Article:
Daphne Keller directs the Program on Platform Regulation at Stanford’s Cyber Policy Center, and was formerly the Director of Intermediary Liability at CIS. Her work focuses on platform regulation and Internet users’ rights. She has published both academically and in popular press; testified and participated in legislative processes; and taught and lectured extensively. Her recent work focuses on legal protections for users’ free expression rights when state and private power intersect, particularly through platforms’ enforcement of Terms of Service or use of algorithmic ranking and recommendations. Until 2015 Daphne was Associate General Counsel for Google, where she had primary responsibility for the company’s search products. She worked on groundbreaking Intermediary Liability litigation and legislation around the world and counseled both overall product development and individual content takedown decisions.

Prof. Dr. Matthias C. Kettemann, LL.M. (Harvard), is Professor of Innovation, Theory and Philosophy of Law at the Department for Theory and Future of Law at the University of Innsbruck and heads research programs and groups on digital law and platform governance at the Leibniz Institute for Media Research | Hans-Bredow-Institut (Hamburg) and the Humboldt Institute for Internet and Society (Berlin).  In addition to his work at the HBI, Matthias C. Kettemann is a research group leader for “Global Constitutionalism and the Internet” and head of the research project “The Public International Law of the Internet” at the Alexander von Humboldt Institute for Internet and Society, Berlin. He is also the head of section of “International Law and the Internet” at the Max Planck Institute for Comparative Public Law and International Law and a member of the board of directors and research group leader for “Platform and Content Governance” at the Sustainable Computing Lab, Vienna University of Economics and Business.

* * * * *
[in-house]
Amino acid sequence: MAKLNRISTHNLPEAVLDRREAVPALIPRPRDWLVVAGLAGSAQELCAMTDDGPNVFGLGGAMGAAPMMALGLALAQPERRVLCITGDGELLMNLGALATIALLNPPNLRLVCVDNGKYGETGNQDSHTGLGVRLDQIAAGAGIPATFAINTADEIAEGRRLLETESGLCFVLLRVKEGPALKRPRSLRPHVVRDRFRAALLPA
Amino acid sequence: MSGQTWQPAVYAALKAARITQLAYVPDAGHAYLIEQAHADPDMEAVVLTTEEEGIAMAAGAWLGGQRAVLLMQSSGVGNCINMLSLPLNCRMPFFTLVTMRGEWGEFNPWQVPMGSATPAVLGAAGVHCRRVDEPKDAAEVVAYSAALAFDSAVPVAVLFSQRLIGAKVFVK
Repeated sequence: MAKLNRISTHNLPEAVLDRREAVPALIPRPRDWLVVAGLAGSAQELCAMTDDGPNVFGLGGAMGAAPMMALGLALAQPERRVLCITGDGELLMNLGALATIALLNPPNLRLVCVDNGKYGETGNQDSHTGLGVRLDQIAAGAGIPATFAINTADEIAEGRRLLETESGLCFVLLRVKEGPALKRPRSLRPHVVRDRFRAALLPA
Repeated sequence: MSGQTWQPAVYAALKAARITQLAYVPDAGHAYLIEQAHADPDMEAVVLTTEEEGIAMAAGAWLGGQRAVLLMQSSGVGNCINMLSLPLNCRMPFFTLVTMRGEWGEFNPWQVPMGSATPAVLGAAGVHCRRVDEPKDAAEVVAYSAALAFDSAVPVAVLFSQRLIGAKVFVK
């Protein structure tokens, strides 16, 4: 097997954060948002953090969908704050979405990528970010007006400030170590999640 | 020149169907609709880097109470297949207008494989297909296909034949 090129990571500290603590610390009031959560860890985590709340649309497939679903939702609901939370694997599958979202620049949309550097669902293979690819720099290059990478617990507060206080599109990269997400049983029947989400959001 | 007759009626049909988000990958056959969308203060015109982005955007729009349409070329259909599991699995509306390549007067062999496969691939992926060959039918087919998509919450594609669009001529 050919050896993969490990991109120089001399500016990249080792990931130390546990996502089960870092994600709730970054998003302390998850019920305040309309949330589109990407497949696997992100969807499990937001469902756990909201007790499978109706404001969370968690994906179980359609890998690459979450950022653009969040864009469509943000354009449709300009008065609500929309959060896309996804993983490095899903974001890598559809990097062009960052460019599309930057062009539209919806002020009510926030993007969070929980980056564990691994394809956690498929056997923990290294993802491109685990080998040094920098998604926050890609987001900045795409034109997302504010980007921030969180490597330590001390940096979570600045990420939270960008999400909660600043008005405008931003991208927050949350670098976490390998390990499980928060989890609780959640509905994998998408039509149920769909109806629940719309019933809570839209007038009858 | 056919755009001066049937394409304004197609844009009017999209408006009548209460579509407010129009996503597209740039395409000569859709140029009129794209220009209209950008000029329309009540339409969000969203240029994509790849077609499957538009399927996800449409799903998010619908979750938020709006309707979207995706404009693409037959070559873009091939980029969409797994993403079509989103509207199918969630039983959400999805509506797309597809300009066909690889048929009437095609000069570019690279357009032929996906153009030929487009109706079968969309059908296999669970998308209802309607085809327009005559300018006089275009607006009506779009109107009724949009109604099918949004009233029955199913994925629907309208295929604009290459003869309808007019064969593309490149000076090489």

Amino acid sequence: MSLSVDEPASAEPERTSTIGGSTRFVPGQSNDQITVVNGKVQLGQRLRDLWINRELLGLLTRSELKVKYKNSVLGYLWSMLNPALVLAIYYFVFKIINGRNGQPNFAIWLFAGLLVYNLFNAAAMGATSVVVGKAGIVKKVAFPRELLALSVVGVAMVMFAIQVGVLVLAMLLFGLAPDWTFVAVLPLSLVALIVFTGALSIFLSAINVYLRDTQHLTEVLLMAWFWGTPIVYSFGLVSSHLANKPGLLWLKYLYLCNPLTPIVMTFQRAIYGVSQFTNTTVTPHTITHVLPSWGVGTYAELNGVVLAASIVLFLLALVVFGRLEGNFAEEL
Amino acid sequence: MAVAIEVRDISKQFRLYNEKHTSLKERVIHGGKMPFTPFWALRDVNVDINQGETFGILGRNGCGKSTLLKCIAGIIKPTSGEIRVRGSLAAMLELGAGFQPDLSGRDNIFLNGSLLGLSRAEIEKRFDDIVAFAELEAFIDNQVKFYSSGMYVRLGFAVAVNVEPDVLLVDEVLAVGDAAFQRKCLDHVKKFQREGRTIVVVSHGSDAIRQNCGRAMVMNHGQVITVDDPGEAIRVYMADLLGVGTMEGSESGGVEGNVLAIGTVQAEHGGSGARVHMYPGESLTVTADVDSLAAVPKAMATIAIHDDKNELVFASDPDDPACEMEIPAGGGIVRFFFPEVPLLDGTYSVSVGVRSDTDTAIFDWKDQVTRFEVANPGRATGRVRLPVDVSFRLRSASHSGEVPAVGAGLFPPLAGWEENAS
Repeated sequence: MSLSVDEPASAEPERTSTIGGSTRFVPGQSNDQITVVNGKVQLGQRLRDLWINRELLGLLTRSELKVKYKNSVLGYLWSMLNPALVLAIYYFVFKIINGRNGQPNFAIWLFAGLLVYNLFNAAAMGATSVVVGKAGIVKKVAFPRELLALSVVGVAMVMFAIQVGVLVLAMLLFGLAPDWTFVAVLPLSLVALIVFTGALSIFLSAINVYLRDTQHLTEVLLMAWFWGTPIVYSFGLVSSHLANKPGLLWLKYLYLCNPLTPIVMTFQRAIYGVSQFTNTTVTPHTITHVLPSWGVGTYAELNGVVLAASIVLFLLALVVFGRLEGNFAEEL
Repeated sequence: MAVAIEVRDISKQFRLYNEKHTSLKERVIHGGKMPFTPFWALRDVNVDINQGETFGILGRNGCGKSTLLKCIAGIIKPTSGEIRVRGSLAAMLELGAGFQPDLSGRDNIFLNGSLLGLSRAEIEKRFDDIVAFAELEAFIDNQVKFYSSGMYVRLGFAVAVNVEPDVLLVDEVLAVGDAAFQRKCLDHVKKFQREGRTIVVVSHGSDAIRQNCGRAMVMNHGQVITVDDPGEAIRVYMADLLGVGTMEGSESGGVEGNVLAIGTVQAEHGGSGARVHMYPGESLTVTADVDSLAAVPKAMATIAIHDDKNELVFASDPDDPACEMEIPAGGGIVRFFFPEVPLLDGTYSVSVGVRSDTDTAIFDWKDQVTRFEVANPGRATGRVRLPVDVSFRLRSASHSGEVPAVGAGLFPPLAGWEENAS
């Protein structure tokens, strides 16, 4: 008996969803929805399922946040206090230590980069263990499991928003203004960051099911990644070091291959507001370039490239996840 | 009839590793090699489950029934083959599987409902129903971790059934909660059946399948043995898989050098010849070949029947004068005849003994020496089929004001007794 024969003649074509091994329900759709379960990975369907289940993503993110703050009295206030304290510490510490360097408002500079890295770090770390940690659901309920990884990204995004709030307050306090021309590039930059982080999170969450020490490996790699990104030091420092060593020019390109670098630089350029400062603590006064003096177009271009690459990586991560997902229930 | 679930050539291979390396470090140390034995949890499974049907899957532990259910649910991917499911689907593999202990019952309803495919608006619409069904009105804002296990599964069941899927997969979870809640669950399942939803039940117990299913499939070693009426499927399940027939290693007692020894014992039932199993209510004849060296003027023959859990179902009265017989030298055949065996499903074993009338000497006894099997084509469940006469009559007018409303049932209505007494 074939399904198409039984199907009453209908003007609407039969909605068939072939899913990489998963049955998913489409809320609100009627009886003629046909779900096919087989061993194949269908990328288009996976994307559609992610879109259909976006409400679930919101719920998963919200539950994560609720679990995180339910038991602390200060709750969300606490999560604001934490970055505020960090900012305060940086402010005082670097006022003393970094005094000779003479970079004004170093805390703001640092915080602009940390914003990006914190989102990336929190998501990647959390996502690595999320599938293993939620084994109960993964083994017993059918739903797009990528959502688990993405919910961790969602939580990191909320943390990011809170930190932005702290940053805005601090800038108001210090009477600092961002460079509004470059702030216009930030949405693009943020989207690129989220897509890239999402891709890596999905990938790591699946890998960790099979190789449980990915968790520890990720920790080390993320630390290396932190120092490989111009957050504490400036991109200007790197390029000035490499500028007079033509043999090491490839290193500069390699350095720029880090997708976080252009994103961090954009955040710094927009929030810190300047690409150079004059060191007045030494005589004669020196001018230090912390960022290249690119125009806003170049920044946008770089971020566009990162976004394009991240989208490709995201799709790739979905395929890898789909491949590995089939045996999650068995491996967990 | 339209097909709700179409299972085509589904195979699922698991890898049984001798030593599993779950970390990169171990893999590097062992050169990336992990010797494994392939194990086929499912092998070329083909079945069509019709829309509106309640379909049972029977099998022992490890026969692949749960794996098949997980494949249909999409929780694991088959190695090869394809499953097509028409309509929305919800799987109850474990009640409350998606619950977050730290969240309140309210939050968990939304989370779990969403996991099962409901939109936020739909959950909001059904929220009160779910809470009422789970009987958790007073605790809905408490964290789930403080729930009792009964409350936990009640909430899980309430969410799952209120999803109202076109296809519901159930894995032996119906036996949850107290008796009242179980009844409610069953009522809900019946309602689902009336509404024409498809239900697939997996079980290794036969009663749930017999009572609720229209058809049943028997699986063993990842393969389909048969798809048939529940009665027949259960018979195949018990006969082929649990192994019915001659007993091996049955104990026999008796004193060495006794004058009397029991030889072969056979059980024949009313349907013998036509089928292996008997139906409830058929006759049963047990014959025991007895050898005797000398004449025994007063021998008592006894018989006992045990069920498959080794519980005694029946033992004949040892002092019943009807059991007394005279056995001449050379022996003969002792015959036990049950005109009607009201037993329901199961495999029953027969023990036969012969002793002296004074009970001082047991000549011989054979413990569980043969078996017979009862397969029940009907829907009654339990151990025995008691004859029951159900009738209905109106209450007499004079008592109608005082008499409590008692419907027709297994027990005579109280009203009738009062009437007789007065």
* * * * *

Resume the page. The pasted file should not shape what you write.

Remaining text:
Kate Klonick is an Associate Professor of Law at St. John’s University. Klonick’s research focuses on law and technology, most recently on private platform governance of online speech. Professor Klonick holds an A.B. with honors from Brown University where she studied both modern American History and cognitive neuroscience, a J.D. from Georgetown University Law Center where she was a Senior Editor on the Georgetown Law Journal, and a Ph.D. in Law from Yale Law School. She clerked for Hon. Eric N. Vitaliano of the Eastern District of New York and Hon. Richard C. Wesley of the Second Circuit. She is an affiliated fellow at the Yale Law School Information Society Project and a non-resident fellow at the Brookings Institution. She is serving as a Visiting Scholar at the Rebooting Social Media Institute at Harvard University.

Michael Lwin has run the Koe Koe Tech Foundation in Myanmar for nearly a decade. Pre-coup, Koe Koe Tech had over 150 employees, 95% Myanmar nationals, with 55% women. In happier days, Koe Koe Tech worked on building fundamental civilian e-government, including digitalization of Supreme Court cases, health statistics, tax, water, and electricity bill payments, electronic medical records, and maternal and child health messaging. Michael is a lawyer (JD NYU, Arnold & Porter LLP) and a technologist (UPenn CS masters candidate, Agile/Scrum, React.js, Solidity, Hardhat, NestJS, C#/.NET, ELK stack). His team is building a decentralized platform for civil society to independently review Facebook, Twitter, and TikTok’s content moderation pipelines, based on Michael’s Yale Journal on Regulation article. Disgruntled by the lack of state response to the Myanmar could, Michael became interested in web3 as a possible alternative, and also works as a senior product manager for the 0VIX protocol.